Moree eleven-year-old, Troy Junior, better known as Noynoy, has been undergoing rehabilitation for the past eight months after a quad bike accident left him fighting for his life.

Noynoy was visiting family on a rural property in northern NSW in October 2020 when his twin sister, Tallara, found him trapped under an overturned quad bike unresponsive, without a pulse and not breathing.

His mother Tammy says it was a harrowing half-hour wait for an ambulance, when family members had to perform CPR.

“We raced to find the defibrillator that was stored on the property and used it to jolt his body back to jagged breathing,” she said.

Noynoy was airlifted to the Queensland Children’s Hospital with a suspected collapsed lung, among his injuries.

He was admitted to the paediatric intensive care unit for the next two-and-a-half weeks where he was diagnosed with seven broken ribs and a hypoxic brain injury.

Due to his severe brain injury meant, he has had to relearn how to perform many everyday tasks.

“We have been taking the recovery process one day at a time,” his mum says.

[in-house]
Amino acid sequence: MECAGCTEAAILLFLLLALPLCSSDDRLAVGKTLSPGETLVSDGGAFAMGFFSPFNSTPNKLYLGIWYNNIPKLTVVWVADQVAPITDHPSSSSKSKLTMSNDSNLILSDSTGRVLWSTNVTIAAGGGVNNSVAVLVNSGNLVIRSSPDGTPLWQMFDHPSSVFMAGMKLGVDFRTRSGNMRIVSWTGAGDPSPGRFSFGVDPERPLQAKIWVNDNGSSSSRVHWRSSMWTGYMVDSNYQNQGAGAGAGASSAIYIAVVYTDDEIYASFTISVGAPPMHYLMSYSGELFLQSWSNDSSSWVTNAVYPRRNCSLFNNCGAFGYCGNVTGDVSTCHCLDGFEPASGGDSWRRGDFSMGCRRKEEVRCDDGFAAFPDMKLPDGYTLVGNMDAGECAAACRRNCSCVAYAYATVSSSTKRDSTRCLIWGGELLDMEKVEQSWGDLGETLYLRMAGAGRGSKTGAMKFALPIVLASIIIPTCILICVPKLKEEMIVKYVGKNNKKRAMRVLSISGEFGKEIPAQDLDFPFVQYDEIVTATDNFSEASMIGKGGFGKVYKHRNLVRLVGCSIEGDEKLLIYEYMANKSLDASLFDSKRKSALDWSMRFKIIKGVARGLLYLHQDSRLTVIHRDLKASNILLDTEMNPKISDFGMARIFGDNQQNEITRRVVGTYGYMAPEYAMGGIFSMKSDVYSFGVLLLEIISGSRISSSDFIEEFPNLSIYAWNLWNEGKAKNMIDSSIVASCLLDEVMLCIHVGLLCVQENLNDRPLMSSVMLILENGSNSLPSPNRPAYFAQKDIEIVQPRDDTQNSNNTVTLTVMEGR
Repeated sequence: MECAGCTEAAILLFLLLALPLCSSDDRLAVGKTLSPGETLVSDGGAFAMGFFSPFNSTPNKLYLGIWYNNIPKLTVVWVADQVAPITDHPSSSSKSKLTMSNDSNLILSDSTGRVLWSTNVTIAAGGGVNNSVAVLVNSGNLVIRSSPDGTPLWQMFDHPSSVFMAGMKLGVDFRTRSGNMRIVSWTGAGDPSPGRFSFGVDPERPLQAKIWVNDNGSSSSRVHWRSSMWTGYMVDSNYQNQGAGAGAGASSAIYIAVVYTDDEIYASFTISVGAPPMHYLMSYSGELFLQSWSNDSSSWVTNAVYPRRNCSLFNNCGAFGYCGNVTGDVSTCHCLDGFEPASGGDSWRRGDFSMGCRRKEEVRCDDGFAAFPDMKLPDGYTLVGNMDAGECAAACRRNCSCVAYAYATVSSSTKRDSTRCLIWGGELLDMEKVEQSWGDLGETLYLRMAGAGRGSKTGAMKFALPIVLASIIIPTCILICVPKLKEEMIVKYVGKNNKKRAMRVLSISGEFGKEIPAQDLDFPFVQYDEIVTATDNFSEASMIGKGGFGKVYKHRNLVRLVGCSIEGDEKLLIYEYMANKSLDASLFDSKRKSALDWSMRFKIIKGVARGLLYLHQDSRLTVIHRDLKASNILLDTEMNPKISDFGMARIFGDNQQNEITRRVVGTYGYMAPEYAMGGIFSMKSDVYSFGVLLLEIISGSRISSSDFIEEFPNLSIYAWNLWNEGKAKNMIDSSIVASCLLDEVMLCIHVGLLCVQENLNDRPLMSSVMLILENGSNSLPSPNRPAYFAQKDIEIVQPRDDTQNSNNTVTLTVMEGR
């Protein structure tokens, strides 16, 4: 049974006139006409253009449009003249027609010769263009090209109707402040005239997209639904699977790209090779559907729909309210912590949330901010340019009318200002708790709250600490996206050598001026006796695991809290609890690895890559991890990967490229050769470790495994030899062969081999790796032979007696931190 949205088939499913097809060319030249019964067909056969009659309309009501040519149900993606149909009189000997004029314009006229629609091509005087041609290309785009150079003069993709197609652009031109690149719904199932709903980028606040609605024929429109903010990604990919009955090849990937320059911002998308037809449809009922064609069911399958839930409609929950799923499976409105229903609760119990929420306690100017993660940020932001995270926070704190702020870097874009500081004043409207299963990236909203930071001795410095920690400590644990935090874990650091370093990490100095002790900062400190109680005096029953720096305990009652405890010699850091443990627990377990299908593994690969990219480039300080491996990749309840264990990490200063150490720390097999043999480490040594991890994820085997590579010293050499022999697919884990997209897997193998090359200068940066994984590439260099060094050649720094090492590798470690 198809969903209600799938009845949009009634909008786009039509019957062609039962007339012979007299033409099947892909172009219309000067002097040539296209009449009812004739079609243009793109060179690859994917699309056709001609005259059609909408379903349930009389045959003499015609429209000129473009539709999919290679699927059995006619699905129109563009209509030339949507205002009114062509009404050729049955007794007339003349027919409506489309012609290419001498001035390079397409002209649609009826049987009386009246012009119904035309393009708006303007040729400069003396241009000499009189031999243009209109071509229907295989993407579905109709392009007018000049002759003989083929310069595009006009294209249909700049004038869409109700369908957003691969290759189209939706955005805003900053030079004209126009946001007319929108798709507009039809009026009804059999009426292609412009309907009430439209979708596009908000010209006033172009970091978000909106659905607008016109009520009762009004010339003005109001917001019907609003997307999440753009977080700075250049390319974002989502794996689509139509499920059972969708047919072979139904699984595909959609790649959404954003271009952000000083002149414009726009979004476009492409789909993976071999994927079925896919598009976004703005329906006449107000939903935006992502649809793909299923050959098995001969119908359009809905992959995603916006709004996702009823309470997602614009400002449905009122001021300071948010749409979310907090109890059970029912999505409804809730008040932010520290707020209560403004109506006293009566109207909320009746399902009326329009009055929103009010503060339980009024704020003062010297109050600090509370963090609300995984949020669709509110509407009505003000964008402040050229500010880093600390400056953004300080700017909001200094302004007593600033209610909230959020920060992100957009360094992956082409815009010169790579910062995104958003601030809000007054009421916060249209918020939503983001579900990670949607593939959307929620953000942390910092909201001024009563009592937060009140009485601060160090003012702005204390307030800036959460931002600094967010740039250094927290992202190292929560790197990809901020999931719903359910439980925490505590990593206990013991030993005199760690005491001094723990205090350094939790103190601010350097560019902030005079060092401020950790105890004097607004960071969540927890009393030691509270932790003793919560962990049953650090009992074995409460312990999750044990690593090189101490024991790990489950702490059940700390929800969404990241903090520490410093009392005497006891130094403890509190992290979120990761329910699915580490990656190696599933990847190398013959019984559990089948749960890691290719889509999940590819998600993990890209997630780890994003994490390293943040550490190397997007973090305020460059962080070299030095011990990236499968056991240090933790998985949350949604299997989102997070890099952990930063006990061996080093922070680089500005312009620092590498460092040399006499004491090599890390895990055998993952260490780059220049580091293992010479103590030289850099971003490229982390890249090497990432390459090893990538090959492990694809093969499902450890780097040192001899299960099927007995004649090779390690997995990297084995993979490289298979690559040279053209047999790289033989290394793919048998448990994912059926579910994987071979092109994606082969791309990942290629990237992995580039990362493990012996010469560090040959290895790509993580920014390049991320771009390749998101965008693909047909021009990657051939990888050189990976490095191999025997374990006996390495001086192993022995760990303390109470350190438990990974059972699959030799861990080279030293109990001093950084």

“After his accident he couldn’t walk or talk but over time he’s learned to talk again and tell us how he’s doing.”

Each day in hospital involves a range of allied health therapies, while attending the Queensland Children’s Hospital School three times a week.

His mum jokes that he continues to complain about going to school, then loves it when he is there. “So that part of him hasn’t changed,” she says.

Day by day the Moree family have been working towards their goal for Noynoy to walk and kick the footy with his cousin Graham.

“It was only a few weeks ago that he just sat up all by himself. He just pushed himself up off the ground, which was amazing. We didn’t think he would be able to do that, but he really is improving every day,” she said.

He received a boost in determination when he got a call from his heroes at the Newcastle Knights, who video called him one Saturday morning before running out onto the field for a match.

These encouragements from well-wishers, medical supporters and his family – as well as his own determination – all help to build on his daily progress.

“Him seeing all his family and them saying, ‘Come on, you’ve got to hurry up and get better’. That gives him that determination to keep going.”

Noynoy was recently discharged from hospital and is now enjoying being back home with his family in northern NSW.

And after many months of rehabilitation, Tammy says he’s reached another momentous milestone in his recovery.

“Noynoy’s taken his first steps and is now walking four to five metres at a time. He has come so far in his journey and we are so incredibly proud of everything he’s achieved.”

While his road to recovery is still continuing, he’s very much looking forward to returning to school soon with his friends.